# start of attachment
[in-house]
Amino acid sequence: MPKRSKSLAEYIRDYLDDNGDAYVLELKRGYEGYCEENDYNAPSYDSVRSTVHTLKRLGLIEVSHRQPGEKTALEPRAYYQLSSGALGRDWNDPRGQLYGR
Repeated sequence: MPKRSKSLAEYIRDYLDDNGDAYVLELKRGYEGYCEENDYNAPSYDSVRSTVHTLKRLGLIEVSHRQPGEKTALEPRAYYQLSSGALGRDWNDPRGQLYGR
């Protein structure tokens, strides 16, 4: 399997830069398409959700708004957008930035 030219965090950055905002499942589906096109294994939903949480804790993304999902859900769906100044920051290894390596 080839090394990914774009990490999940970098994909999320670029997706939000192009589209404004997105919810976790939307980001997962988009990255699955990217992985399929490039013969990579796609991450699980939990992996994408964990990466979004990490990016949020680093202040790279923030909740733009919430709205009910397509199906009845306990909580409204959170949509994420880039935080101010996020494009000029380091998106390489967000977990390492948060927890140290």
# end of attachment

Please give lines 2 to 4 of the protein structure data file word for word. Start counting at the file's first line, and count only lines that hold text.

Amino acid sequence: MPKRSKSLAEYIRDYLDDNGDAYVLELKRGYEGYCEENDYNAPSYDSVRSTVHTLKRLGLIEVSHRQPGEKTALEPRAYYQLSSGALGRDWNDPRGQLYGR
Repeated sequence: MPKRSKSLAEYIRDYLDDNGDAYVLELKRGYEGYCEENDYNAPSYDSVRSTVHTLKRLGLIEVSHRQPGEKTALEPRAYYQLSSGALGRDWNDPRGQLYGR
């Protein structure tokens, strides 16, 4: 399997830069398409959700708004957008930035 030219965090950055905002499942589906096109294994939903949480804790993304999902859900769906100044920051290894390596 080839090394990914774009990490999940970098994909999320670029997706939000192009589209404004997105919810976790939307980001997962988009990255699955990217992985399929490039013969990579796609991450699980939990992996994408964990990466979004990490990016949020680093202040790279923030909740733009919430709205009910397509199906009845306990909580409204959170949509994420880039935080101010996020494009000029380091998106390489967000977990390492948060927890140290």